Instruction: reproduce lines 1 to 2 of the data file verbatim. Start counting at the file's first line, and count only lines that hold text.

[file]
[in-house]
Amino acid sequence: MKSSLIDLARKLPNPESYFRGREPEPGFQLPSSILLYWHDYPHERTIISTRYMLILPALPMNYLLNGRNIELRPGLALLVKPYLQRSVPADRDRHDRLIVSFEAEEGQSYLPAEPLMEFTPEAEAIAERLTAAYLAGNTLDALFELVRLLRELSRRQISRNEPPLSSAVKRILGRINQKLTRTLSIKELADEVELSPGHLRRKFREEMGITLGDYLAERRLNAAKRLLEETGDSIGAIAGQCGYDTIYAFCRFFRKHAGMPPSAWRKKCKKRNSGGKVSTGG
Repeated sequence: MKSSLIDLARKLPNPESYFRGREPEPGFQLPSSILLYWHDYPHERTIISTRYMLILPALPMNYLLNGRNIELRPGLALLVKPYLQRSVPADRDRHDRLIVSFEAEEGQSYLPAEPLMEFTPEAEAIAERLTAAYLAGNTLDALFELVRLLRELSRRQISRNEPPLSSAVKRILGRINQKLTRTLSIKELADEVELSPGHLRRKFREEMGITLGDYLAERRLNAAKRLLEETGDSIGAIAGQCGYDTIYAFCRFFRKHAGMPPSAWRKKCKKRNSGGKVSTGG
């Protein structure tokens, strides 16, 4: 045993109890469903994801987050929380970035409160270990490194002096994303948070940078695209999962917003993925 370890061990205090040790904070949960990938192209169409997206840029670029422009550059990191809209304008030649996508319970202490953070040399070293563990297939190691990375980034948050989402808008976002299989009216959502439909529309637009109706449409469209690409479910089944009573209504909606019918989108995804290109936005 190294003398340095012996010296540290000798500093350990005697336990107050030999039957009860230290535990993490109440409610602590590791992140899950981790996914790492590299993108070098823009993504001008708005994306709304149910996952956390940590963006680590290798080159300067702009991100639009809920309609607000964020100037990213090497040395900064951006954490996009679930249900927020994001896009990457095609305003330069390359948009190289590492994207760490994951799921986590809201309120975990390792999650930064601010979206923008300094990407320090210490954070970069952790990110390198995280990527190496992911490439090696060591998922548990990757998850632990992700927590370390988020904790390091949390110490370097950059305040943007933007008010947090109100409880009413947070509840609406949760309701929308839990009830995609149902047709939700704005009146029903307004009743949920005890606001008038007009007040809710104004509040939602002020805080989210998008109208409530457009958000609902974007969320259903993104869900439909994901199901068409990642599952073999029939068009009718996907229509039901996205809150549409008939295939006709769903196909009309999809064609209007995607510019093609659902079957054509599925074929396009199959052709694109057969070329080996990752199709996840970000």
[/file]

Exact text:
[in-house]
Amino acid sequence: MKSSLIDLARKLPNPESYFRGREPEPGFQLPSSILLYWHDYPHERTIISTRYMLILPALPMNYLLNGRNIELRPGLALLVKPYLQRSVPADRDRHDRLIVSFEAEEGQSYLPAEPLMEFTPEAEAIAERLTAAYLAGNTLDALFELVRLLRELSRRQISRNEPPLSSAVKRILGRINQKLTRTLSIKELADEVELSPGHLRRKFREEMGITLGDYLAERRLNAAKRLLEETGDSIGAIAGQCGYDTIYAFCRFFRKHAGMPPSAWRKKCKKRNSGGKVSTGG